Hoax 13: Feminisms and Spaces
Hoax 13: Feminisms and Spaces
<3 Front cover art by Maggie Siegel-Berele [maggiesiegelberele.com] <3
<3 Back cover art by Charlie Best [charlie-best.tumblr.com] <3
ESSAYS IN THIS ISSUE:
- An exploratory essay by a queer teacher about whether or not classrooms can be considered safe spaces
- A call to action to counteract dominant activist discourse that permits activists with privilege to police marginalized activists on the basis of not participating in activism "correctly"
- A short essay about minority feminist art spaces in the second and third wave, essentially arguing for people to not rely on tokenism
- An essay about the author’s struggle to negotiate his identity as a femme queer trans man online, including his attempts to pass as cis online while being out as trans in real life
- Using relationship anarchy and anarchist approaches to commitment to (re)frame messed-up family relationships in terms of in/accessibility
- A creative nonfiction meditation on systemic racism, white supremacist normativity, and American society's conditioned, unconscious justification for the continuous injustices of heterosexual white men and how, historically, their heinous actions have always gone unquestioned
- A personal essay describing a young woman's experience getting an IUD (intrauterine device) after the most recent presidential election for fear that affordable healthcare could be eliminated
- A discussion of the ways in which the queer community can be unwelcoming to those whose identities don't fit the mainstream queer narratives
- Experiences working in a domestic violence shelter and how its nonprofit infrastructure made the author’s work harder and exasperated their caregiver burnout
- Identifying the need and subsequently carving space for oneself as a non-binary transgender feminist
- An ode to the author’s city and an understanding of how white supremacy has historically and continues to shape the city’s politics, community, and culture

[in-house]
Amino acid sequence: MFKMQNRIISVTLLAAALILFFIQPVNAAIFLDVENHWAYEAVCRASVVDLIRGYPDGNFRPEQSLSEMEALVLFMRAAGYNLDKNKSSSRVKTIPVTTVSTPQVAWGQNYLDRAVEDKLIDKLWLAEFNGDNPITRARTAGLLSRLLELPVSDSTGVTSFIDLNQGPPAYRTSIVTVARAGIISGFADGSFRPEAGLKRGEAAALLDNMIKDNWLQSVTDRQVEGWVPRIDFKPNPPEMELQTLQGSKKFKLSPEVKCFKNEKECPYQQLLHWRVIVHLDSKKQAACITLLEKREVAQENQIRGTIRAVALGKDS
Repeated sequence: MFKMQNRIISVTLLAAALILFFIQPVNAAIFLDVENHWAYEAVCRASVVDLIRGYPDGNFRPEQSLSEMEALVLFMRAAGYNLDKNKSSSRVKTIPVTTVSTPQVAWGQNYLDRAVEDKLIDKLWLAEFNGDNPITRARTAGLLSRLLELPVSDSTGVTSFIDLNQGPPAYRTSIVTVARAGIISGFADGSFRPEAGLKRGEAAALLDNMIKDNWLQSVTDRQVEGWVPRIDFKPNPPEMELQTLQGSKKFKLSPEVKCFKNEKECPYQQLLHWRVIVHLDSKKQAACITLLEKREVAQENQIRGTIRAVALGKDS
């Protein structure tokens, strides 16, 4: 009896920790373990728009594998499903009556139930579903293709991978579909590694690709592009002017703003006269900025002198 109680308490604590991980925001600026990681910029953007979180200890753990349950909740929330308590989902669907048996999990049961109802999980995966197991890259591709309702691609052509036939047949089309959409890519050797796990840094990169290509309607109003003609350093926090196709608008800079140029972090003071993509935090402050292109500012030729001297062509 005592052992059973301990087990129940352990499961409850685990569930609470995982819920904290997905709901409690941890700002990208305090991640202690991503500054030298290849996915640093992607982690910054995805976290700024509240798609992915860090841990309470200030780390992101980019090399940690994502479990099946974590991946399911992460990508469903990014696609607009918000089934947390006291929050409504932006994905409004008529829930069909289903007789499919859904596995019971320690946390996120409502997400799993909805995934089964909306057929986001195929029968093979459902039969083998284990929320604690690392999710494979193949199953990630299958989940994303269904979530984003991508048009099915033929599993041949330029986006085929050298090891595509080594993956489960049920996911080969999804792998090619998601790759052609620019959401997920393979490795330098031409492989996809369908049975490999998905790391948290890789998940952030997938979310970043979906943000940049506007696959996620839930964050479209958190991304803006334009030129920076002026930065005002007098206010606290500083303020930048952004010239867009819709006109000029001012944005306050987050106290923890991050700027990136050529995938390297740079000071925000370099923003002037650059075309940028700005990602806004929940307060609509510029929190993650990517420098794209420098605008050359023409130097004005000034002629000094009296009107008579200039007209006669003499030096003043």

- A short narrative on reclaiming physical space
- The closet metaphor is both too singular a metaphor for how the author segment their queerness online, and also inaccurate given the author's use of trash bags for storing clothes
- Tracing the origins of Canadian queer zine culture
- Establishing distance from difficult memories, and the allegory of clocks as instruments of timekeeping
- A critique of academic spaces that addresses the importance of integrating anti-oppressive strategies into research methodology
- Orthodox Jewish and Native American menstrual rituals in America and how ritual seclusion can be perceived as empowering and used as a way to affirm identity and difference
- Distancing oneself from hostile environments, including a parent, the nonprofit industrial complex, and white feminism as manifested through the 2016 U.S. Presidential Elections, as a form of reclaiming agency and considering possibilities for a whole self
- Told in second person, an experimental creative non-fiction piece on recovering from psychosis and depression
- An examination of how the colloquialisms dispatched and the postures held by heteronormative society affect one's personal growth
This issue also includes poetry, a comic, feminists we love, current feminist heroes, and a vegan/gf recipe for Red Lentil and Collards Soup! The zine is ½ size, black & white, 80 pages, printed in English, and very text heavy.
+ NOTE ABOUT TRIGGERING CONTENT: We are circulating the above descriptive list, along with a screenshot of the table of contents, in an effort to reveal the content and chronological order of this issue, thus creating the opportunity for readers to judge on an individual basis as to which essays could be potentially triggering or uncomfortable to them. We have chosen not to place trigger warnings on specific pieces in Hoax because we recognize that triggers are unique and highly personal. We believe that it is impossible to discern what content has the potential to be upsetting and/or triggering to every one of our readers, and we do not want to inadvertently create a hierarchy of what material is “intense” or “real” enough to warrant a warning. Please contact us if you have suggestions about how to better incorporate trigger warnings into future issues of Hoax.
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Oct 29-Nov 3
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